Trickle Down Toughness: Dad, drink, basketball and the strange courage of an old man

Distilled: A shot of life

Trickle Down Toughness: Dad, drink, basketball and the strange courage of an old man
Jessie Spaccia illustration

When I think of the term "distilled," I think of my grandpa, Herbert, in the hills of Montana during Prohibition, brewing moonshine. Many of my family's most cherished memories, at least for the men, have to do with the often ridiculous and humorous nature of the stories that surrounded drinking, bar fighting and the effects of strange distillery. The Latin origin of the word distill comes from distillare, meaning "to trickle down in minute drops." That's how our family drinking and fighting escapades came down to me, trickling drop by drop from grandfather to father to son.

OK, at first blush I'm not proud of these stories because they are about family, drunkenness and fighting, things we like to keep hidden from the public eye. But more honestly, I love them because they are some of the strangest stories I know. Certainly drink ruined us at times. But it also played a part in the way men gathered, how we talked or remained quiet, and what drew us together. As I see it, normally the stories involved some life lesson my grandpa or father were unconsciously trying to impart, about human stupidity, friendship, humility, courage and perhaps a unique vitality for life. There are many such stories in my family, as there are in all families. Here's one in three parts, about my dad:

1. In my mid-30s, I'm playing basketball with my dad in a great run of college players and other locals at the auxiliary gym at Montana State University. My dad would have been 65 to 70 at the time, and yes, he could still run and still play, and he could really shoot. I look up to find a 6-foot-4-inch, muscly bruiser who's about 30 coming at my dad, yelling: "F--- you, Tom! Let's go, right now!" Now I don't know what instigated it, probably an errant elbow on a rebound, but the guy was pissed and literally wanted to fight my old dad. My dad simply approached him, fists ready, looking him in the eye, and my dad's body was as calm as I've ever seen. The way he carried himself made the guy back down, and we all went back to playing.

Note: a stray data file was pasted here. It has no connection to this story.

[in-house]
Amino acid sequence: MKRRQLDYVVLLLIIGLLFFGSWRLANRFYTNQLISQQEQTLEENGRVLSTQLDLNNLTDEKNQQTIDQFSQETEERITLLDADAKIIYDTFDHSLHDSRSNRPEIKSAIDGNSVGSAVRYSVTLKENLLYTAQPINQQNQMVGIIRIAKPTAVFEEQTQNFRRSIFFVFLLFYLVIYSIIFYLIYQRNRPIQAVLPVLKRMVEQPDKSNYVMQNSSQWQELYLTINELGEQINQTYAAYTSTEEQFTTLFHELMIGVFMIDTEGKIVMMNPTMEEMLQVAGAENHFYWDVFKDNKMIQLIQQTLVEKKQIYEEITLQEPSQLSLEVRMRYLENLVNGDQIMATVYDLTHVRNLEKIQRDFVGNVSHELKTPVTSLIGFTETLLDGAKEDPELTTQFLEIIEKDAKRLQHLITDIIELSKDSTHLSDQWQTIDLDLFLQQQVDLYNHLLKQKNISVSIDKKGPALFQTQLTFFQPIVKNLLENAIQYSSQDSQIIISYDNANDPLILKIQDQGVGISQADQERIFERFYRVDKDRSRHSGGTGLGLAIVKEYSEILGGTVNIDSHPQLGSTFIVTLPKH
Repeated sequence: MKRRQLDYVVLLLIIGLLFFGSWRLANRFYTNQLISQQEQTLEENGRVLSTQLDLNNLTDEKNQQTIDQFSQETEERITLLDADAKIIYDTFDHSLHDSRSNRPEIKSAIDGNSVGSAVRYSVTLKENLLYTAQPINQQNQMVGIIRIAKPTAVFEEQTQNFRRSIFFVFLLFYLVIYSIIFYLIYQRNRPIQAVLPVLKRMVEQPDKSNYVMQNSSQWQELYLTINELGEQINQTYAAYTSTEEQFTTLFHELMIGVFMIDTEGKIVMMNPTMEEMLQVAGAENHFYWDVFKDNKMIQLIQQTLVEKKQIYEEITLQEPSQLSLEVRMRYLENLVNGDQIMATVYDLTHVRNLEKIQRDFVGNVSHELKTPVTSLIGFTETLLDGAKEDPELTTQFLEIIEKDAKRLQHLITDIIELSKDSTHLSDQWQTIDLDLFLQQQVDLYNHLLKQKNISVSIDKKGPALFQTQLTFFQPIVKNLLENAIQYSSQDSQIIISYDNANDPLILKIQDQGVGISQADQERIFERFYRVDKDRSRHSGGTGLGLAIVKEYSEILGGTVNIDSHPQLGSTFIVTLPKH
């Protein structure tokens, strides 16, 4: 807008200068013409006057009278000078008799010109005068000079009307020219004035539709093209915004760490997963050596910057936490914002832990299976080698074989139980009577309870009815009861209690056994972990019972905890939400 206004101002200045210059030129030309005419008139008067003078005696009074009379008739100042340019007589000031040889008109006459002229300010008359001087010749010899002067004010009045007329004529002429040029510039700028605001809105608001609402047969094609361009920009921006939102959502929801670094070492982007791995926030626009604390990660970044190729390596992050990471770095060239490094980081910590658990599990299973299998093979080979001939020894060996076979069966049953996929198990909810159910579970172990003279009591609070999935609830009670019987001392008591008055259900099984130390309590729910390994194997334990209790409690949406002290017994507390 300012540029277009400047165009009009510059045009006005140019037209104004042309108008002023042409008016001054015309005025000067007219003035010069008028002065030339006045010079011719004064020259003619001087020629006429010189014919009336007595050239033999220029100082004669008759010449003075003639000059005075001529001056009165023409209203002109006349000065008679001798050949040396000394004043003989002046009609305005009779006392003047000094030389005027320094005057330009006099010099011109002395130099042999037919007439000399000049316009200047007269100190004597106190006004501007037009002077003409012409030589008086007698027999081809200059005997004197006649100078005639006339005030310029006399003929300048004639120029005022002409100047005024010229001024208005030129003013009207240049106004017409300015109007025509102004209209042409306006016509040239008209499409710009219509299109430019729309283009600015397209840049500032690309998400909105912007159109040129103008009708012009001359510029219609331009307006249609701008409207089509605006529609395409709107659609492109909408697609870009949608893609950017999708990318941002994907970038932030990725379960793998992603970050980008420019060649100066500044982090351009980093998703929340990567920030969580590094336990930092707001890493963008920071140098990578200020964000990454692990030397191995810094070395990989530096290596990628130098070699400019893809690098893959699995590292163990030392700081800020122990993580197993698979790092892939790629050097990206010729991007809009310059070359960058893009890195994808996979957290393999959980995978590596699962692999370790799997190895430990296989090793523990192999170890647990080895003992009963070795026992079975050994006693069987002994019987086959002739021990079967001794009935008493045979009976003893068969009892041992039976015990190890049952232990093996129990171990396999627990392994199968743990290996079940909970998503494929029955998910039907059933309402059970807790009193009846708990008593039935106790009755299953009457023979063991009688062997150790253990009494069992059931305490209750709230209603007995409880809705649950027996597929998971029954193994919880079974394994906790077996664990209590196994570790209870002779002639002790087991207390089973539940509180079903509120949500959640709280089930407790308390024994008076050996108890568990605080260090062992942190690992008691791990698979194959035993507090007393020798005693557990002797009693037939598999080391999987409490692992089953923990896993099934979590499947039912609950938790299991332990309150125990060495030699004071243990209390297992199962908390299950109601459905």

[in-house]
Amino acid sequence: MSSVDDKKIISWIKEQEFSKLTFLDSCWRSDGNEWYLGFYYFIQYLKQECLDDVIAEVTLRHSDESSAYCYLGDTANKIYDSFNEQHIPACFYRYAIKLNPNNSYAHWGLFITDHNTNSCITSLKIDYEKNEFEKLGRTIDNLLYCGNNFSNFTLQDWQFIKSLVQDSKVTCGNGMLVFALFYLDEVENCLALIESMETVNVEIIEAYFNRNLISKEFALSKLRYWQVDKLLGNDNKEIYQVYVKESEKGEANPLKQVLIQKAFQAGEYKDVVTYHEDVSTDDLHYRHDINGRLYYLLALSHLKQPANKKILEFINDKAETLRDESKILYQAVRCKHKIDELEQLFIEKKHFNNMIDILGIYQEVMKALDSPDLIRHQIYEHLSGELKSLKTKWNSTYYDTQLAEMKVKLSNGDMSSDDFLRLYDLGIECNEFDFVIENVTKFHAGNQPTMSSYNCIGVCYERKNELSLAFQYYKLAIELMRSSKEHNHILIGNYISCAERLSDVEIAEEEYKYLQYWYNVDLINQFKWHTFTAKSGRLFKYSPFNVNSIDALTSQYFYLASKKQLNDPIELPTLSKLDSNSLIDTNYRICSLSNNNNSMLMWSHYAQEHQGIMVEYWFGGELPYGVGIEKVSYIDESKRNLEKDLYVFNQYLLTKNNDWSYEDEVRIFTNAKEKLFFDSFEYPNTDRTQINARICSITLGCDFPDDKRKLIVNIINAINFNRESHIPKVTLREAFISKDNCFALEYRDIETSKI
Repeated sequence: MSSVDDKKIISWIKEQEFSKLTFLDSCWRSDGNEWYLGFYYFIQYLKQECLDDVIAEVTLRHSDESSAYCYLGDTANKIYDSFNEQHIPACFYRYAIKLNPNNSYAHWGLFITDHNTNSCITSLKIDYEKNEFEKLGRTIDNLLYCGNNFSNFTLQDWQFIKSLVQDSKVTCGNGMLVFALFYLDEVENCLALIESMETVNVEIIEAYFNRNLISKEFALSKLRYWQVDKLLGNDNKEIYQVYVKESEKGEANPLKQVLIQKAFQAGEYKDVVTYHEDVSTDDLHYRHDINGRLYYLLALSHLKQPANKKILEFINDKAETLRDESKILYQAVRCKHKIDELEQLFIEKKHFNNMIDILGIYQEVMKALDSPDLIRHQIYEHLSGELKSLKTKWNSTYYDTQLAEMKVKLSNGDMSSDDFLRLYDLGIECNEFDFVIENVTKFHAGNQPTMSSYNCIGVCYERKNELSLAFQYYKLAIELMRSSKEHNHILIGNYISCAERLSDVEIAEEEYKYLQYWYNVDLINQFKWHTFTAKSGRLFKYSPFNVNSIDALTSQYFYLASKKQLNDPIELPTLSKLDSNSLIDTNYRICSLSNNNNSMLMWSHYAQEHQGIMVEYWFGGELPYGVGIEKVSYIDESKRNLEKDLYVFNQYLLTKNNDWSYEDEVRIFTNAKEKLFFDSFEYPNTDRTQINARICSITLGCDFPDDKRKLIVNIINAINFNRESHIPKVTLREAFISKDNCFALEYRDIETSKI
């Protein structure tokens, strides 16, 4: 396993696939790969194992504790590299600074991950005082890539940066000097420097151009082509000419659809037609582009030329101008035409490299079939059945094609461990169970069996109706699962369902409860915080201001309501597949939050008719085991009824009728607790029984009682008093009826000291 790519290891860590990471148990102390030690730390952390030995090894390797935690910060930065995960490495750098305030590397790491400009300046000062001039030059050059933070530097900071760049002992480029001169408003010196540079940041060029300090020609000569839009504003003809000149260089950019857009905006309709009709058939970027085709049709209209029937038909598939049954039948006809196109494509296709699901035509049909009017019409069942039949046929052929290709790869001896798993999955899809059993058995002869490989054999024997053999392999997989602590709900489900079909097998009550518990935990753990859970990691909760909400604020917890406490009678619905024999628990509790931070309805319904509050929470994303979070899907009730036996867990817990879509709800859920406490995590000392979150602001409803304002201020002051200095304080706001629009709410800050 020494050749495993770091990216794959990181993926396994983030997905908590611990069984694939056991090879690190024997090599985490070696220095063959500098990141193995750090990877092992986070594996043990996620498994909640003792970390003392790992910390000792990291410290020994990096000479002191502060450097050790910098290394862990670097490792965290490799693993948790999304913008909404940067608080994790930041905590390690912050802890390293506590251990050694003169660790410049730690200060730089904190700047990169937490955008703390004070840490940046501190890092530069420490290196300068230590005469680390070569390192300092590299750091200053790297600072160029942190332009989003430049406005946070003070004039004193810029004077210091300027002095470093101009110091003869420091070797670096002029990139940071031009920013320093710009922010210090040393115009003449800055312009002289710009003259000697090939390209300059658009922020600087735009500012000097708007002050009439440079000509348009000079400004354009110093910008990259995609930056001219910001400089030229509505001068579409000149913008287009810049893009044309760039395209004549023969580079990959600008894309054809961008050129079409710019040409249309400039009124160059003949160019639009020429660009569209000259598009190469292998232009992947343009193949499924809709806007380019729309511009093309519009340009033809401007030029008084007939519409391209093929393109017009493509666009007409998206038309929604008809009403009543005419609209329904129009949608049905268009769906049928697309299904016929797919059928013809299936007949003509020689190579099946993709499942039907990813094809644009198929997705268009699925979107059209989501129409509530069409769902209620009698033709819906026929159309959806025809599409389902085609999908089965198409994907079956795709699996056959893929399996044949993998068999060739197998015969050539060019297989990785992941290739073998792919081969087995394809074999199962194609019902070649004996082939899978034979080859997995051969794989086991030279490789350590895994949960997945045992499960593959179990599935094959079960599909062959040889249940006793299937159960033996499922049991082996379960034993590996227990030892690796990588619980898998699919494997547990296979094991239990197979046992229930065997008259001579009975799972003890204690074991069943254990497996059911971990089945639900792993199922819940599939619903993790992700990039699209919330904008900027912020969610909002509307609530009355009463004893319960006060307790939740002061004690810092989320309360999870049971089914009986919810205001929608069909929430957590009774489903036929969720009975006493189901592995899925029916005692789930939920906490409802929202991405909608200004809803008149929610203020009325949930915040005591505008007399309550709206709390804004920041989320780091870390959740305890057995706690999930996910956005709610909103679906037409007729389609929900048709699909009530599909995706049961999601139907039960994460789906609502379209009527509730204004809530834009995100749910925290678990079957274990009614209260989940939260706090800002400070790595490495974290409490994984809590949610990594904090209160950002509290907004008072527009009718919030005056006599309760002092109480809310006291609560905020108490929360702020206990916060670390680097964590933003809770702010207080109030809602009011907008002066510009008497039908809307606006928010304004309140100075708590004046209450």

2. Cut to another story, I'm driving with my dad outside Livingston on the north side of the Beartooth Mountains when I ask him to tell me a bar fighting story. "You know," he says, "I remember a funny one. I was walking through a parking lot of a bar in Miles City when I was just out of college." Those were his drinking days. I remember him mentioning things like no guns or knives back then. Just a good old fight.

"At the back of the parking lot I see another guy coming toward me," he says, "and I can tell he wants to fight, and I say to myself, 'I reckon I'll oblige him.'"

"What?" I say. "How do you know he wanted to fight? Why didn't you just walk back into the bar and ignore him?"

He looks at me like I'm a fool.

"I knew," he says. "So we go at it and the punches are flying, and it's getting pretty physical, and finally I throw him into the side of a car, and wouldn't you know it, he dislocates his shoulder. He's sort of crying out in pain and we both sit down in the parking lot together. I help him get his shoulder back in place and he thanks me." My dad chuckles. "Then we go into the bar arm in arm like the best of friends."

3. Back to the gym fight that didn't happen. As we're driving away from the gym, the road is on a rise and the Spanish Peaks crown the distance, snow-capped into a blue sky. "What were you thinking back there?" I say. "Aren't you a little old to be getting in fights with young guys who look like they can bench 300 pounds?"

Again he looks at me like I'm crazy.

"What were you thinking?" I say again.

He lets the silence build some, then he says, "I'll tell you. I was thinking, 'I'm bringing my lunch and I'm not closing my eyes.'"

More silence. Literally, I don't even know what that means... bringing my lunch, not closing my eyes? So I ask him. "What do you mean?"

"I mean I'm not closing my eyes. A lot of guys close their eyes and flail around when they fight. Not me. I'm looking right at the other guy's face and going at it. And I figure, if we're going to fight, I'm in until it's done. I'm not going anywhere. I'm bringing my lunch." ♦

Shann Ray is a professor at Gonzaga University. His forthcoming debut novel, American Copper, is set in early 20th century Montana, featuring bar fights, forgiveness and love. The book launch will be at the Bing on Nov. 10 featuring old-time songs, and some all-around edgy fantastics with Sherman Alexie.